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by miracles and wonders and signs, which God did by him, in the midst of you, as ye yourselves also know; him, being deli. vered by the determinate counsel and foreknowledge of God, ye have taken, and by wicked hands have crucified and flain.” But David foretold of the Messiah, that he should rise from the grave, and not see corruption, And accordingly “this Jesus hath GoD raised up, whereof we all are witnesses."
Such is the clear demonstration of the apoftle, that Jesus was the Messiah ; that, being man, he suffered, and died, and rose again from the dead. But did the holy preacher stop here? having taught the humanity of this Son of David, did he
prudently avoid dropping the least intimation, before a prejudiced multitude, of a higher character, sustained by the same person ; and reserve that and other mysterious points, to be instilled by degrees, among the initiated, in private conference ? Far otherwise. The very fame gift, which in the beginning of his speech, he ascribes unto God, even Jehovah the true God, for He it is, who utters the words in Joel '; this self same gift, to
9 See Joel ii, 27. &c.
wards the close of his address, he attributes to Chrift: “ Therefore," says he, “ being by the right hand of God exalted, and having received of the Father the promise of the Holy Ghost, he hath fhed forth this, which ye now see and hear.” Immediately after this, he quotes from the royal Psalmist, a passage, which is, at once, a proof of our gracious Redeemer's exaltation, as the Mefsiah, and of his proper Divinity, as the Son of God: “The Lord said unto my Lord, fit thou on my right hand, until I make thy foes thy footstool.” And then he draws, from the whole, this general conclufion : * Therefore let all the house of Israel know assuredly, that God hath made that same Jesus, whom ye have crucified, both Lord and Christ.”
During the personal abode of our blessed Saviour with his disciples, they were enjoined secrecy, on some important articles; but it was only, till the Son of man was risen from the dead'. There were likewise many things, which as yet they could not bear"; but when the Spirit of truth was come, he was to guide
'Comp, Matt. xvii. 9. Mark. ix. 9. with Matt. xvi. 20. Mark viii. 30. Luke ix. 21. s See John xvi. 12, 13•
them into all the truth; and then, as their Lord had expressly charged them, they were to speak in the light, what he had told them in the darkness of parables, and to preach upon the house-tops, boldly and publicly, what they had heard in the ear, the instructions imparted to them in private '. And they did what they were commanded, in this, as well as in other instances. They kept back from their hearers, as they themselves, with conscious integrity, professed, nothing that was profitable for them ; nor shunned to declare unto them all the counsel of God". Points of doctrine, or of discipline, which were of subordinate moment, might be afterwards taught, and errors might be confuted, as they should arise ; but articles of essential consequence engaged their chief attention, and the first care of the wise master-builders was, to lay a firm foundation. The great atonement of the cross, as we learn from St. Paul, was a primary doctrine *; and this was not taught, perhaps indeed could not be, without explaining the dignity of Him who made it. For a creature, however exalted, must owe, to his Creator, all possible ho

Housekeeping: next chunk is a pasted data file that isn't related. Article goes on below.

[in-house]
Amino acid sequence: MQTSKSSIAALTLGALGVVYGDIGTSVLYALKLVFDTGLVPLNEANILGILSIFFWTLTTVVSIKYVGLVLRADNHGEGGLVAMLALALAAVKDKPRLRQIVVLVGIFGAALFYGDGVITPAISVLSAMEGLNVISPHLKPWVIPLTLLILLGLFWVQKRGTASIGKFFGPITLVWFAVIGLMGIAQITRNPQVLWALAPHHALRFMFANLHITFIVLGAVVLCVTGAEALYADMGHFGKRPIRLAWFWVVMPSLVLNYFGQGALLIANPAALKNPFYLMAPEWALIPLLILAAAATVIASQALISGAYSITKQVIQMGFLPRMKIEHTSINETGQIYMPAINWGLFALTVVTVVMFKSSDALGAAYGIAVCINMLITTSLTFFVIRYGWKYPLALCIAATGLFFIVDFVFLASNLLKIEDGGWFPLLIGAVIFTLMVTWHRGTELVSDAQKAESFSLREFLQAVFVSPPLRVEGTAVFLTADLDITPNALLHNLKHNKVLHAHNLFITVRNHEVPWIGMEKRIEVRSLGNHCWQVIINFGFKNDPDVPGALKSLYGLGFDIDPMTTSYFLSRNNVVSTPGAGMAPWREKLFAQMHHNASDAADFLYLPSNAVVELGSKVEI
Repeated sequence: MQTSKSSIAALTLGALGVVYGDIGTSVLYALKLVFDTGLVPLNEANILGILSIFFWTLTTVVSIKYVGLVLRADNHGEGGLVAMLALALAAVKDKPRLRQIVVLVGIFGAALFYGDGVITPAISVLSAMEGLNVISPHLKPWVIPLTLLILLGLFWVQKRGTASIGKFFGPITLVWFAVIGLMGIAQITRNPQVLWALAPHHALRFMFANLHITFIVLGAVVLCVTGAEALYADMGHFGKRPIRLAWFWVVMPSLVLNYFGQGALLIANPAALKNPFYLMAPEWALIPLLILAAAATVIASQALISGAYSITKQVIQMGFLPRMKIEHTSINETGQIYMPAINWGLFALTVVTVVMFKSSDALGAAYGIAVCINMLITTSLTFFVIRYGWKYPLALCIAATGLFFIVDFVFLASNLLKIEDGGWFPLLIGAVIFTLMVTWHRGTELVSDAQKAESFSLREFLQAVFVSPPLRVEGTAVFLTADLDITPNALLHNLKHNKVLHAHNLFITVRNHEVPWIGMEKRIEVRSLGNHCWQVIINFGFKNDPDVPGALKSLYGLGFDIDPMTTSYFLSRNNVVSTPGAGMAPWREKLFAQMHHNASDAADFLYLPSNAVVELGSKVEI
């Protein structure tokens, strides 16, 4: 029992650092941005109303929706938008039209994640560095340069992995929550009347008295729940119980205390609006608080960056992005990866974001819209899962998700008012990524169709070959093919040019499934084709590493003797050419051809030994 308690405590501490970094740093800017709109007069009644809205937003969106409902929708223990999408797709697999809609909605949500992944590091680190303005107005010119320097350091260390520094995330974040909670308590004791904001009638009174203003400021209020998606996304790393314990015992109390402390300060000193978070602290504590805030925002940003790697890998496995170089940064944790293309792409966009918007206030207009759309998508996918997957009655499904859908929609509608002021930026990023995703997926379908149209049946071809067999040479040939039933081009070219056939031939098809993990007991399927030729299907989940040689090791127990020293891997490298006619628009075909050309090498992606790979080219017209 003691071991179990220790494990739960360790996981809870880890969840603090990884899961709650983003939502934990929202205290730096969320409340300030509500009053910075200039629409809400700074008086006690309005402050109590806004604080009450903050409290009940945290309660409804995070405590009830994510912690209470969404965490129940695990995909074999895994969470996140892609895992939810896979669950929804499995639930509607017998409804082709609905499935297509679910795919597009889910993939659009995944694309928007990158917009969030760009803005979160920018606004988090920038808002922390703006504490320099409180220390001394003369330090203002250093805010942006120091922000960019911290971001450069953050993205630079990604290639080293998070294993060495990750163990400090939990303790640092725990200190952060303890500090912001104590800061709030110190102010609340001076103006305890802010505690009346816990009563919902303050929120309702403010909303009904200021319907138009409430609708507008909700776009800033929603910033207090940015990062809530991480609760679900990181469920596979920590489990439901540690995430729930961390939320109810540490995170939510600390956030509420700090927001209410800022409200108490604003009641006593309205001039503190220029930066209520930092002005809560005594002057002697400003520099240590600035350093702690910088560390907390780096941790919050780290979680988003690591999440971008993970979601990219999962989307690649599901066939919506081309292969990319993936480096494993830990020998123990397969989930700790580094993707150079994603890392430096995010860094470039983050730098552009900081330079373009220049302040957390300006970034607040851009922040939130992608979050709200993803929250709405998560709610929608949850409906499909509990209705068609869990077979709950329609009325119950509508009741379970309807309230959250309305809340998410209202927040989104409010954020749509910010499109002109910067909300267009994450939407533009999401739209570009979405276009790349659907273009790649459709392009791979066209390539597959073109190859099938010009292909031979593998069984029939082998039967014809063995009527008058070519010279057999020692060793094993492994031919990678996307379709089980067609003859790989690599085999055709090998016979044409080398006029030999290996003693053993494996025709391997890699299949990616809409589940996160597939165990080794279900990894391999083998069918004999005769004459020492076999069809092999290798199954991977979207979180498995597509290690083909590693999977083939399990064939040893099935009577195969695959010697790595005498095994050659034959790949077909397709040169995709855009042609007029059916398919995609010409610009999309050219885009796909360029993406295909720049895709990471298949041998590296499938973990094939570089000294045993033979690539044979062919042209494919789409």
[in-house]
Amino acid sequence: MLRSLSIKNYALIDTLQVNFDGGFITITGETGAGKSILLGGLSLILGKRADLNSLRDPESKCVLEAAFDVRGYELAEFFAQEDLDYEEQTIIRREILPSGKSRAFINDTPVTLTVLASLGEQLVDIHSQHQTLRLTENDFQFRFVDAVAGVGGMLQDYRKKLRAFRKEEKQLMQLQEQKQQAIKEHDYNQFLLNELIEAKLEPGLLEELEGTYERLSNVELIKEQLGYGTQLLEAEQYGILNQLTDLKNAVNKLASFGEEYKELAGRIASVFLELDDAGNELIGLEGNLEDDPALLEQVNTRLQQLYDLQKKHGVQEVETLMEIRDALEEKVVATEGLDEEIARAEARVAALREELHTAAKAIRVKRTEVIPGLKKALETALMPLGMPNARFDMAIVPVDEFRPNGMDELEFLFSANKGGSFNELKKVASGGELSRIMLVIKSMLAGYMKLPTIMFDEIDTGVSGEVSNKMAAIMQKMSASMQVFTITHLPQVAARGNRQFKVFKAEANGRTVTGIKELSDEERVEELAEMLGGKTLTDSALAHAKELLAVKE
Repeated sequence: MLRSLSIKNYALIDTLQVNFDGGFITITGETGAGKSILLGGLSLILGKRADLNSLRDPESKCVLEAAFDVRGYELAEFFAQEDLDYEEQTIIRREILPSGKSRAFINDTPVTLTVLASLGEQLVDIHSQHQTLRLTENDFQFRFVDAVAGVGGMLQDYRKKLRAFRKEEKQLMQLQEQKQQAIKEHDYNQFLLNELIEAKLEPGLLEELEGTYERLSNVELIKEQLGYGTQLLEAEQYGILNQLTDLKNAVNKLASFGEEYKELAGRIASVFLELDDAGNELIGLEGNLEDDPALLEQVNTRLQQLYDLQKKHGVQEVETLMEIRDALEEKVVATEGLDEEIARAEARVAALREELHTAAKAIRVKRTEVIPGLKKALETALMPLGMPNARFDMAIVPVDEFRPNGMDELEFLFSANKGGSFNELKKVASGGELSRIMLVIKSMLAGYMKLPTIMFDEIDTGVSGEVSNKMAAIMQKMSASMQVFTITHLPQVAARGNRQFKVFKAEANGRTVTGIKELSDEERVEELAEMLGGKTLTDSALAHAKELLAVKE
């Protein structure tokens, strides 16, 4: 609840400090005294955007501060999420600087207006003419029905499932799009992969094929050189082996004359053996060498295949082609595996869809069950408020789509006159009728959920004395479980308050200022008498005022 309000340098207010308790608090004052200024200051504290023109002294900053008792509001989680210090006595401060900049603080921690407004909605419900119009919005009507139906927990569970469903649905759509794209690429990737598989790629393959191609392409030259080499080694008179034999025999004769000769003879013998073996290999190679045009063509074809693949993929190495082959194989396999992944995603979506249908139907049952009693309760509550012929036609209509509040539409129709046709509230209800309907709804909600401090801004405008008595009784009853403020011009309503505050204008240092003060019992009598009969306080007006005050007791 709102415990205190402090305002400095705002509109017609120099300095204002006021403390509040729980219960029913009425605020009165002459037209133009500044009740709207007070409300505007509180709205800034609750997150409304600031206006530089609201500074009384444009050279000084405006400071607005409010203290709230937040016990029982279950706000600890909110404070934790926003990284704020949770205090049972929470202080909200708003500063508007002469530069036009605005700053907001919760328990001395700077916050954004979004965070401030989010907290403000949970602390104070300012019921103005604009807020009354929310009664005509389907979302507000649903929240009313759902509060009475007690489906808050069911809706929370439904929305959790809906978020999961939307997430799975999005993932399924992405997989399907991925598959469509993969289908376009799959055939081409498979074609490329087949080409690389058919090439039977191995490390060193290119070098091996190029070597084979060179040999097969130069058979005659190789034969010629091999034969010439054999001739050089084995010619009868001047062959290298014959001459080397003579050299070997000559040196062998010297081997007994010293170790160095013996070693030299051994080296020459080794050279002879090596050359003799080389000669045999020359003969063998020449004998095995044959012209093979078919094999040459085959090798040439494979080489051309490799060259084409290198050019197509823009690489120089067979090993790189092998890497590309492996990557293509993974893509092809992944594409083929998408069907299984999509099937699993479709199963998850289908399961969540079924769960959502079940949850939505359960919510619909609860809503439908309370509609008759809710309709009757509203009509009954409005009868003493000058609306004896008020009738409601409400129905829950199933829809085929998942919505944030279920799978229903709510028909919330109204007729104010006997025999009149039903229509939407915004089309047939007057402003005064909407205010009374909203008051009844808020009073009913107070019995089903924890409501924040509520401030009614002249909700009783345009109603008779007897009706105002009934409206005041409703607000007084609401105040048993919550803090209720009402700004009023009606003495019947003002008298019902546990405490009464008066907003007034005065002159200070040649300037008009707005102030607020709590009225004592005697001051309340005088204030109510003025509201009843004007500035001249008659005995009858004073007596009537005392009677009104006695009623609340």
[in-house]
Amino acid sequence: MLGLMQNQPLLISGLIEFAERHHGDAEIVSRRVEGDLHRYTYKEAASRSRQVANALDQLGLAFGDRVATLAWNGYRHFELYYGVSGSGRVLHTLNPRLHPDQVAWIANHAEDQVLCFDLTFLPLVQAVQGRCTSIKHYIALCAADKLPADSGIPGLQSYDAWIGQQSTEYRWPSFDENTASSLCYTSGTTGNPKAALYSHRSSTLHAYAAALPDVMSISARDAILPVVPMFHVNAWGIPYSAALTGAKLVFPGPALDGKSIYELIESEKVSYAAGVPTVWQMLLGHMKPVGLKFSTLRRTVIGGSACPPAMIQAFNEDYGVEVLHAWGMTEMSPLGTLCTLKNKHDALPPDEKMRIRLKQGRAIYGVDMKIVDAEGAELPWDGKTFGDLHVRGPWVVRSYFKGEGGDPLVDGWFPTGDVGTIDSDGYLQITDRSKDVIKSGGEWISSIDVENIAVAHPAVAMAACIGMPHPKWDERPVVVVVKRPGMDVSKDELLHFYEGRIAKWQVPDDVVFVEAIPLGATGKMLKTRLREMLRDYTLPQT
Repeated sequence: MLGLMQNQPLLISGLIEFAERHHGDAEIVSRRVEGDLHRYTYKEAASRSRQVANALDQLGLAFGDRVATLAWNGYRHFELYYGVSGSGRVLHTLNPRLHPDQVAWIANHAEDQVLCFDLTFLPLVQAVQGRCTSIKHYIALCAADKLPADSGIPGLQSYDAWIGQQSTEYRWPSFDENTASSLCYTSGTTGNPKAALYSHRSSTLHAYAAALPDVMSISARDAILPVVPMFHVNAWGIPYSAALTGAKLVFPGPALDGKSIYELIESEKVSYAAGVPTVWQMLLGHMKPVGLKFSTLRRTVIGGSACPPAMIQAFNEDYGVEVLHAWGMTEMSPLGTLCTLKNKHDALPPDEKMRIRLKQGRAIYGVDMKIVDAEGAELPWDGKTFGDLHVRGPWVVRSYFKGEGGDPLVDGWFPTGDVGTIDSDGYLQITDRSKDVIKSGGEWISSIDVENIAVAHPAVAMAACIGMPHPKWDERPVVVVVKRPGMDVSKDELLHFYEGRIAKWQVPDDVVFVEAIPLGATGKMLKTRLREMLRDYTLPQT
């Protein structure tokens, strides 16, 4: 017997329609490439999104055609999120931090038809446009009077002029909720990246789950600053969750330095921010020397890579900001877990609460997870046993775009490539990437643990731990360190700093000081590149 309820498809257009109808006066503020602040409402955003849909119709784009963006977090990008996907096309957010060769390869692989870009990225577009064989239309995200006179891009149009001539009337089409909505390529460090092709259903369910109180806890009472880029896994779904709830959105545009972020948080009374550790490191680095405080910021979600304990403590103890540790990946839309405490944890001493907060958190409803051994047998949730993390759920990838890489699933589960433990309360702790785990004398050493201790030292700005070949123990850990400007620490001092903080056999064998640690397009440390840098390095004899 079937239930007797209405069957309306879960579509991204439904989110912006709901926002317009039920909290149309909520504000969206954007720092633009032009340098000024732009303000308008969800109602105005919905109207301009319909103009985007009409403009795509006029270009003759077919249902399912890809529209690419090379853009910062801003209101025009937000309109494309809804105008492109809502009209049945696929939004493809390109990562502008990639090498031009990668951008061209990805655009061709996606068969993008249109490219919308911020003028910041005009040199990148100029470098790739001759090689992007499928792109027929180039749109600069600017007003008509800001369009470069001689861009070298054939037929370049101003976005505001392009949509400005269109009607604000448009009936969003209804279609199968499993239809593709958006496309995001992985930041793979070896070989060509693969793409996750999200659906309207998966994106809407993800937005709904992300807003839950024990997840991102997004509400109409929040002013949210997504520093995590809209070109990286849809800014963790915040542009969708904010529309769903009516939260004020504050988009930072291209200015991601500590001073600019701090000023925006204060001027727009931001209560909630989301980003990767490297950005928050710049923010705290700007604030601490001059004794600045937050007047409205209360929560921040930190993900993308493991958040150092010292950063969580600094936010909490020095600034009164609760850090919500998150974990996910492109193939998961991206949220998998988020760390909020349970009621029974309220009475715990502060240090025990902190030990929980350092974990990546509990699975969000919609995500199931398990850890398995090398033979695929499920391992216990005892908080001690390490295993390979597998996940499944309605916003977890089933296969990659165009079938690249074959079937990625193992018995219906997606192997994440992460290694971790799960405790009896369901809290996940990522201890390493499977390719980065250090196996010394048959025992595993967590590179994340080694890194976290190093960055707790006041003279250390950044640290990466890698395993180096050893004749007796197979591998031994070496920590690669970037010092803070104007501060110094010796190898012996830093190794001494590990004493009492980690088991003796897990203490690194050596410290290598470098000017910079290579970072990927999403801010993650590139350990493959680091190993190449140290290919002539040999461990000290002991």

u See Acts XX. 20, 27.
i See Matt. X. 27. * See 1 Cor. xy. 3.
mage ; and cannot therefore pay for the transgreffions of others.
But this momentous point was not left to uncertain inference. As by St. Peter in his first fermon, so likewise by the rest, it was explicitly taught. Belief in God, and belief in Christ, were inculcated by them, with equal earnestness, and in the very fame form of words. “Repentance from dead works,” the confession and renunciation of fin, led the way'. This was followed by faith, towards Him who had accepted, and towards Him who had made, through the eternal Spirit, a full propitiation. To these was added “ the doctrine of baptisms, and of laying on of hands, and of eternal judgement.”
: Conformable to what the apostles taught was the declaration of faith, made by their converts, when they were admitted into the church. For they were required to profess, not only that Jesus was the Christ, but that he was likewise the Son of God?; after which they were baptized, “in the name of the Father, and of the Son, and of the Holy Ghosta,"
y See Heb. vi. 1, 2. and comp. ix. 14. Acts xx. 21. 2 See Ads viii. 37.
a Matt. xxviii. 19.
But to return from this digreffion; if indeed, on the present occasion, it be a digres, fion, to Thew the order and manner, in which the gospel truths were communicated to mankind. Upon the miraculous accession of converts, on the day of Pentecost, a regular church seems forthwith to have been esta blished. For they, who were baptized, “ continued steadfastly in the apostles' doctrine, and” in “ fellowship” one with another ; they partook of the emblems of Christ's blessed body and blood, and joined together in prayers.
As yet no fign, or none that is recorded, had been wrought by the apostles, if we except that stupendous one, of speaking with new tongues.
But in the third chapter of the Acts, a miracle is recited, of which no instance is distinctly related, in any of the Gospels, as performed by our Lord'; the healing of a man, lame from his mother's
See Acts ii. 41, 42. c The man healed at Bethesda, John v. 2. &c. seems not to have been lame, but afflicted with some other bodily infirmity. Compare the 3d, 5th, and 7th verses. Cyril of Je. rusalem, in a fragment on this miracle, calls the man a paralytic. See p. 311. ed. Oxon. 1703.